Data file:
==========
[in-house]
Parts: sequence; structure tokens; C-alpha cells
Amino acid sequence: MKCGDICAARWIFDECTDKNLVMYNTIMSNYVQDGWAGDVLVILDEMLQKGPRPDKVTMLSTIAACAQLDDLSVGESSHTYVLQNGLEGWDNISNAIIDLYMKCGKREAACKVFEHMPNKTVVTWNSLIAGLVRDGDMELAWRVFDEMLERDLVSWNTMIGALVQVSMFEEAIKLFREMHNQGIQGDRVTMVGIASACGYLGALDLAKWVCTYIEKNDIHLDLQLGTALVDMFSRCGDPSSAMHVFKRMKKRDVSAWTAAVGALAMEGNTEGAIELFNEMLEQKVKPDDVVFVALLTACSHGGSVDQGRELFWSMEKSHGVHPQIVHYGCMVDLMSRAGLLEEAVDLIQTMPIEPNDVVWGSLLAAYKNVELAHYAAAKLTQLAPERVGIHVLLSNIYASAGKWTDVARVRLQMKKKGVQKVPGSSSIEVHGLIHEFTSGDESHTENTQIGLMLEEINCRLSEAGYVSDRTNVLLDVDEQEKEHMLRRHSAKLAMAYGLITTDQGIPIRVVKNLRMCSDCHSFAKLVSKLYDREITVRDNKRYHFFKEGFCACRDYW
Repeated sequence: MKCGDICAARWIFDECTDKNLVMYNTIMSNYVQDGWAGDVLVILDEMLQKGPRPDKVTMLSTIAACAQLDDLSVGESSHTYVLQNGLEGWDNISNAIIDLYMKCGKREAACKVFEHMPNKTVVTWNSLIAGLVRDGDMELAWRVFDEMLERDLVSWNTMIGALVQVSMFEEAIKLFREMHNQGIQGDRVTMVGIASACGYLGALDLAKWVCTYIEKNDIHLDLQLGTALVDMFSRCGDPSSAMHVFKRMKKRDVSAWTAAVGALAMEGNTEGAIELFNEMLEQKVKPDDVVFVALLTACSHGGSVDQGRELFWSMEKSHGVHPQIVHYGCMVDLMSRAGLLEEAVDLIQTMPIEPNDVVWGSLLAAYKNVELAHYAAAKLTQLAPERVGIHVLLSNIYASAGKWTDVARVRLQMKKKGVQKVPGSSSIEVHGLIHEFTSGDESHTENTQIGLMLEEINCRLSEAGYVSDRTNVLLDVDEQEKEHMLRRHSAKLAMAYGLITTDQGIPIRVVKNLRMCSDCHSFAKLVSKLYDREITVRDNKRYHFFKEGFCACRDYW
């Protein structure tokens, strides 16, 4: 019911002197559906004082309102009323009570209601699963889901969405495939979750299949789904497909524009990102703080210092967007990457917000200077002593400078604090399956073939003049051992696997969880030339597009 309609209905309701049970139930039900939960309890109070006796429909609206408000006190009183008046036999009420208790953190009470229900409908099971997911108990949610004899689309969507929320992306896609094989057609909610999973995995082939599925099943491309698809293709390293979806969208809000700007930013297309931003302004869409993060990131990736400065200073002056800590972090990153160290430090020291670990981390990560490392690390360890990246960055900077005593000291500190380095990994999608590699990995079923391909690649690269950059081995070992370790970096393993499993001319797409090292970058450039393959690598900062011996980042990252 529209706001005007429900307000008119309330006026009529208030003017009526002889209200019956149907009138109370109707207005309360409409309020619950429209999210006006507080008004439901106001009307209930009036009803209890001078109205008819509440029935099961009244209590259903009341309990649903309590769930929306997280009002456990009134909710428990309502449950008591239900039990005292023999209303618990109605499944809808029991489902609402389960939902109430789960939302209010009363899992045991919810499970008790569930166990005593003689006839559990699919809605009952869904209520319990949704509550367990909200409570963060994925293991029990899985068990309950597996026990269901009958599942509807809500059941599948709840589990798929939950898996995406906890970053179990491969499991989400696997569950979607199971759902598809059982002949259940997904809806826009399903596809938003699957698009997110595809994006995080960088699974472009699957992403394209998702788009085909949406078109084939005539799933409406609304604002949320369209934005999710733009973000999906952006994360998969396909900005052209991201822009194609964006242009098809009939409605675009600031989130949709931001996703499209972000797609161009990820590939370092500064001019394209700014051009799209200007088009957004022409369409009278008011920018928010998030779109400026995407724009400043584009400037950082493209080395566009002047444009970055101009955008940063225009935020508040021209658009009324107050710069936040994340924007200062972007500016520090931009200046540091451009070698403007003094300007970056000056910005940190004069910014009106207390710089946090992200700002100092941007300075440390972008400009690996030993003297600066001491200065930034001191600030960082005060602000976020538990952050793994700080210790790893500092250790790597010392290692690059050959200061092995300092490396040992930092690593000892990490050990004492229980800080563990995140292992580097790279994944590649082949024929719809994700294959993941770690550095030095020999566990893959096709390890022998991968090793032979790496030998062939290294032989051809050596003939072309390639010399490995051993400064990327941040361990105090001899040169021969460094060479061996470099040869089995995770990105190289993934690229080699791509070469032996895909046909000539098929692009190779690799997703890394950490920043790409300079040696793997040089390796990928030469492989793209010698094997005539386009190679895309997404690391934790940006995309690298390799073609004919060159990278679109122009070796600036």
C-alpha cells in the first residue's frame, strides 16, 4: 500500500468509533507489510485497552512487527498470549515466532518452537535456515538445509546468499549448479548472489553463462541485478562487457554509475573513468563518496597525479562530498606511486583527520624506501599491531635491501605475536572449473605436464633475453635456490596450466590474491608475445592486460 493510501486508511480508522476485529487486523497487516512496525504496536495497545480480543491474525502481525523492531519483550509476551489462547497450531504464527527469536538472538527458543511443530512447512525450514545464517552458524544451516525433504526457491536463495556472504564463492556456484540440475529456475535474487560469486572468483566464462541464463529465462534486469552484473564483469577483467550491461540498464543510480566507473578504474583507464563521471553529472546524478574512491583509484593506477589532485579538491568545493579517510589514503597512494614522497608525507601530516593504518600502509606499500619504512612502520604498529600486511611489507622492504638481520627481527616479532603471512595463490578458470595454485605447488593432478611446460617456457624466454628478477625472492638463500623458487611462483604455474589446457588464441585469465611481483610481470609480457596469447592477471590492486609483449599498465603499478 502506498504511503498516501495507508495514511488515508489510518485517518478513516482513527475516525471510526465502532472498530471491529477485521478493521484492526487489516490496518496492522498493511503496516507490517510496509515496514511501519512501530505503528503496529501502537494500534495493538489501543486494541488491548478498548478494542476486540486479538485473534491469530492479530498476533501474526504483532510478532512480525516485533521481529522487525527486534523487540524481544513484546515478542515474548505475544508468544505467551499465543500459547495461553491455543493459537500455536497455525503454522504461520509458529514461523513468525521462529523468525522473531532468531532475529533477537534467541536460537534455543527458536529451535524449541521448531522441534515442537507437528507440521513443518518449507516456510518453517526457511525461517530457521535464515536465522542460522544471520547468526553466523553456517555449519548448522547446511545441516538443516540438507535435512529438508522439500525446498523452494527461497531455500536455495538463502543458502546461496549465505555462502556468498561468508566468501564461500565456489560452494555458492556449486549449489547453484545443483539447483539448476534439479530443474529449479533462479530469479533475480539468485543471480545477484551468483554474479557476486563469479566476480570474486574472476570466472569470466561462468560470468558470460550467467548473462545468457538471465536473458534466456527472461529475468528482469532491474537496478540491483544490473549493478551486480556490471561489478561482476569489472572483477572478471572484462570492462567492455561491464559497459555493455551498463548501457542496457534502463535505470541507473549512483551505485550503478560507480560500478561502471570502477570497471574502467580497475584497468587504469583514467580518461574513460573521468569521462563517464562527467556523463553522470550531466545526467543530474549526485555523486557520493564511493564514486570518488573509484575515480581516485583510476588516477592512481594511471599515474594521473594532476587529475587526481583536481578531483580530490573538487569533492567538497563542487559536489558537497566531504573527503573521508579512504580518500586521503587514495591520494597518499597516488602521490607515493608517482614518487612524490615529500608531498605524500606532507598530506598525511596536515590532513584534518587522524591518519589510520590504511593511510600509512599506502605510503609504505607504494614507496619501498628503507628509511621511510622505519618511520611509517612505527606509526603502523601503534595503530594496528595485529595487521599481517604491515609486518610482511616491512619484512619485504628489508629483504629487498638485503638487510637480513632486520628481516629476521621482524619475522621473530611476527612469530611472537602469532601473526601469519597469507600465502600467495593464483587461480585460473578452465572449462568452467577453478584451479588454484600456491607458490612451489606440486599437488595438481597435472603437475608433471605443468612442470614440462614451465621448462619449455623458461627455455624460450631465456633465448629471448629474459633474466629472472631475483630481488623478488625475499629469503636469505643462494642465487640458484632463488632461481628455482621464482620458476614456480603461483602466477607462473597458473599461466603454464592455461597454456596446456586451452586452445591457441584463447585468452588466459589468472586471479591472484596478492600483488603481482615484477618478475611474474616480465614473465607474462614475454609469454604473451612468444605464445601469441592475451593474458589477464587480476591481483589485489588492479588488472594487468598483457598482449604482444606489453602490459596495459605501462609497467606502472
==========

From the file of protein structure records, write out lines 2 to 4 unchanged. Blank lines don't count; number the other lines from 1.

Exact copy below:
Parts: sequence; structure tokens; C-alpha cells
Amino acid sequence: MKCGDICAARWIFDECTDKNLVMYNTIMSNYVQDGWAGDVLVILDEMLQKGPRPDKVTMLSTIAACAQLDDLSVGESSHTYVLQNGLEGWDNISNAIIDLYMKCGKREAACKVFEHMPNKTVVTWNSLIAGLVRDGDMELAWRVFDEMLERDLVSWNTMIGALVQVSMFEEAIKLFREMHNQGIQGDRVTMVGIASACGYLGALDLAKWVCTYIEKNDIHLDLQLGTALVDMFSRCGDPSSAMHVFKRMKKRDVSAWTAAVGALAMEGNTEGAIELFNEMLEQKVKPDDVVFVALLTACSHGGSVDQGRELFWSMEKSHGVHPQIVHYGCMVDLMSRAGLLEEAVDLIQTMPIEPNDVVWGSLLAAYKNVELAHYAAAKLTQLAPERVGIHVLLSNIYASAGKWTDVARVRLQMKKKGVQKVPGSSSIEVHGLIHEFTSGDESHTENTQIGLMLEEINCRLSEAGYVSDRTNVLLDVDEQEKEHMLRRHSAKLAMAYGLITTDQGIPIRVVKNLRMCSDCHSFAKLVSKLYDREITVRDNKRYHFFKEGFCACRDYW
Repeated sequence: MKCGDICAARWIFDECTDKNLVMYNTIMSNYVQDGWAGDVLVILDEMLQKGPRPDKVTMLSTIAACAQLDDLSVGESSHTYVLQNGLEGWDNISNAIIDLYMKCGKREAACKVFEHMPNKTVVTWNSLIAGLVRDGDMELAWRVFDEMLERDLVSWNTMIGALVQVSMFEEAIKLFREMHNQGIQGDRVTMVGIASACGYLGALDLAKWVCTYIEKNDIHLDLQLGTALVDMFSRCGDPSSAMHVFKRMKKRDVSAWTAAVGALAMEGNTEGAIELFNEMLEQKVKPDDVVFVALLTACSHGGSVDQGRELFWSMEKSHGVHPQIVHYGCMVDLMSRAGLLEEAVDLIQTMPIEPNDVVWGSLLAAYKNVELAHYAAAKLTQLAPERVGIHVLLSNIYASAGKWTDVARVRLQMKKKGVQKVPGSSSIEVHGLIHEFTSGDESHTENTQIGLMLEEINCRLSEAGYVSDRTNVLLDVDEQEKEHMLRRHSAKLAMAYGLITTDQGIPIRVVKNLRMCSDCHSFAKLVSKLYDREITVRDNKRYHFFKEGFCACRDYW